The old-fashionedness of Portugal
A photo essay
Now that I’m coming to the end of my first period in Portugal, I’m taking a look back at the terrain I’ve traversed. It’s a been a long, rich eighteen months, a time that opened up a world I never knew existed before becoming an accidental émigré in late 2020. The tenor of my experience owes a lot to one particular quality of Portugal: its comforting, perplexing old-fashionedness.
This characteristic struck me forcibly as I wandered the streets of Lisbon during my first few days, peering through the windows of shops I thought long vanished into the past. There are clothes shops which cater to a clientele favouring a style of dress I’d describe as The Groom’s Mother at the Wedding circa 1981 and underwear shops where you can discuss cup size and the width of a gusset - I wrote about that IMMEDIATELY - along with dingy emporia stuffed with cosy nightdresses and snuggly blankets. (Few Lisbon apartments have proper heating systems.) I re-discovered displays of digital watches and marvelled at what you could still get repaired:
It was like entering a portal leading back to the Britain of the 1970s and 80s, a lost world I never thought to see again. The presence of these places were testimony to the continuity of life and the cherishing of old values and skills. But as time went on and I discovered the less endearing aspects of this old-fashionedness (such as not being able to open a bank account because I don’t have a ‘certificate of profession’) I began to understand something that had long puzzled me about Portugal: why, as a western European country with such obvious assets, is the country so poor?
These photos are a tribute to the old-fashioned charm of Lisbon and, at the same time, images of a certain stuckness, born of an inability? a refusal? to move on, something which both protects the country from the excesses of modernity and holds it back.
This is one of the many shops you can still find in the centre of Lisbon. The old-fashionedness is not much due to the stock as the signage: there isn’t the money to keep changing things here nor, in a culture less focused than many on image, is there a necessity.
Some months ago, I was talking to a Portuguese woman in her fifties. She was lamenting the loss of many of the shops and small businesses she’d grown up with, a process accelerated by the government-imposed Covid closures. Lisbon had changed so much, she said, and not for the better. I don’t doubt her for a second, but for now at least, here some of them still are - a specialist hat shop:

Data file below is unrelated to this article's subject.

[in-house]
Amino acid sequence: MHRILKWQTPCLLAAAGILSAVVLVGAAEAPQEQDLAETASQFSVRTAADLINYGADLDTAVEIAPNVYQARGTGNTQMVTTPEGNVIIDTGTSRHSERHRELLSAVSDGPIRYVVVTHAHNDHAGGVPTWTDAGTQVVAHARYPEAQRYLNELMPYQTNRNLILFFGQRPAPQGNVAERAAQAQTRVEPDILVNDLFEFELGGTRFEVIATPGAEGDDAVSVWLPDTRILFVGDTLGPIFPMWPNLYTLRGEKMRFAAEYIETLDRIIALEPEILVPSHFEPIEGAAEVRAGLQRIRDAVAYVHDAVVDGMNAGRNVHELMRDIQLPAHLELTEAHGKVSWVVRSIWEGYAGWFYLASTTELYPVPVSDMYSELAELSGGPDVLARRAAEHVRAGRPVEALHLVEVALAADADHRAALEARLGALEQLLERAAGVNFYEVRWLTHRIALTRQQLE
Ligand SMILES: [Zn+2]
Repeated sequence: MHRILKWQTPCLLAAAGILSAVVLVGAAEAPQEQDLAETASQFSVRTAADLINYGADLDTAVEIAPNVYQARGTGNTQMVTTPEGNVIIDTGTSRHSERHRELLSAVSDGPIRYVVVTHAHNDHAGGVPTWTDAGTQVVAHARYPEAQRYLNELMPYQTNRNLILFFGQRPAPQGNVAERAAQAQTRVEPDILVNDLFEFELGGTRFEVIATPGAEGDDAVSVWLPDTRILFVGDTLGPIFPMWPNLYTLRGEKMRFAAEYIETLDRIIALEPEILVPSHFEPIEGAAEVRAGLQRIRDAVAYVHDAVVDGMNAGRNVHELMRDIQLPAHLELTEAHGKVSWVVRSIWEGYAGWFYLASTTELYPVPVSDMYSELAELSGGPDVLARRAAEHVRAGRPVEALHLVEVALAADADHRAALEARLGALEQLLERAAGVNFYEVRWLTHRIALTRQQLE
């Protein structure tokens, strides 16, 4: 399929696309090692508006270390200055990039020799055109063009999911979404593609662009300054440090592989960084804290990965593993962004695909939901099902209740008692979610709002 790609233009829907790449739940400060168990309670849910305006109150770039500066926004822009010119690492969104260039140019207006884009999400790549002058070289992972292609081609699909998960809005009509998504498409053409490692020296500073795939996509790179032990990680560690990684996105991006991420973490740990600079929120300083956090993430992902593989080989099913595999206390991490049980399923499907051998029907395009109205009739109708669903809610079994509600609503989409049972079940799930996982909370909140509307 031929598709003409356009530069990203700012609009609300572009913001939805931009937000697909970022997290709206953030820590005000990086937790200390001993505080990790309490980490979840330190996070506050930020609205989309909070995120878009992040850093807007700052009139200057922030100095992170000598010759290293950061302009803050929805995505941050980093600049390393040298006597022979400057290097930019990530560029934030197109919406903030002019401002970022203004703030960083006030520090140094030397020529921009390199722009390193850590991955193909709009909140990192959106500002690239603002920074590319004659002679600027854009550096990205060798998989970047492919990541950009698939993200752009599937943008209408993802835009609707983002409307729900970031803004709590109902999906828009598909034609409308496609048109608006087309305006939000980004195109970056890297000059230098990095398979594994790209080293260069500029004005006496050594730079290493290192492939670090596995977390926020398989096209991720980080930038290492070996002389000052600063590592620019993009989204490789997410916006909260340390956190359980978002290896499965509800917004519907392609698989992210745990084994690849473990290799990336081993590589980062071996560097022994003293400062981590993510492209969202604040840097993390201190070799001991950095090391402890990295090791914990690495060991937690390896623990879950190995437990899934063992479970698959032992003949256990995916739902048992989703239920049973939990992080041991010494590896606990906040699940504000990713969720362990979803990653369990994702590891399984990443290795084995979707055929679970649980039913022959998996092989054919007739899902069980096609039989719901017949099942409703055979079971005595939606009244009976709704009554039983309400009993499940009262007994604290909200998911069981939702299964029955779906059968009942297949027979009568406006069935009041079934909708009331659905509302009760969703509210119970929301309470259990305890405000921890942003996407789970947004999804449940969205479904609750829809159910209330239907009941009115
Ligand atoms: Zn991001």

and the glove shop, complete with summer customer:
I loved the old-fashioned attention to detail in the outfits of these two young women, with their pleated skirts and matching suede court shoes, so much that I stopped and begged a photo. ‘Are you sisters?’ I asked, (just to check). ‘We’re twins,’ they chorused.
I try, but don’t always succeed, to buy my fruit and veg in the warehouse-style shop opposite the supermarket on my local high street:
The produce comes in all shapes and sizes and every transaction is a personal one. More often than not, the elderly assistant ignores the computer screen and tots up the total on a scrap of paper. As I wait, I find myself looking around at the colours and the light and appreciating the moment; something I never do in the supermarket. It’s at times like this I think: Portugal, you are right. Please don’t change!
I love going to the dentist in Portugal. My dentist inherited her practice from her father and the waiting room is furnished in a way that would have seemed old-fashioned even in the 1970s. I didn’t manage to get a good photo of the dim interior, but you can get an idea from the original sign:
Dr Branco has modern equipment, but an old-fashioned approach to patient relationships. During the series of hour-long appointments for my root canal treatment, we would discuss (mouth permitting) the nonsensical times we live in. And when I paid - she charged so modestly that once I negotiated the fee UP - we would swop recommendations for media articles and Portuguese television programmes.
I also enjoy going to the laundrette. It certainly has changed since my student days, and now comes with Wifi, tasteful pop music and a mini-library. I like to try my luck with children’s books in Portuguese while waiting for the drier to finish.
This book gave me a real insight into the sensible-yet-stuck old-fashionedness of Portugal. On one page, the student is asked to circle the most important economic sectors in their region, the first line offering agriculture, animal husbandry, fishing or industry. An exercise in measurement takes dressmaking as an example, something which I learnt at school but is not much more than a hipster hobby in the Britain of today.
The practicality of the primary education system reflects an economy where jobs are hard to get and poorly-paid. Hospitality and tourism is the major source of employment, while internationals needing a job in Portugal generally end up in telesales. I’m pretty sure that the man who brought my sandwich isn’t employed by the cafe where I’m writing this; he probably gets a meal or a few euros for helping out.
A rich western country can also be a throw-away society, and I was delighted to find a TV repair shop for the first time in decades:
But I should have known. As the mystic poet Rumi says: don’t grieve. Anything you lose comes round in another form.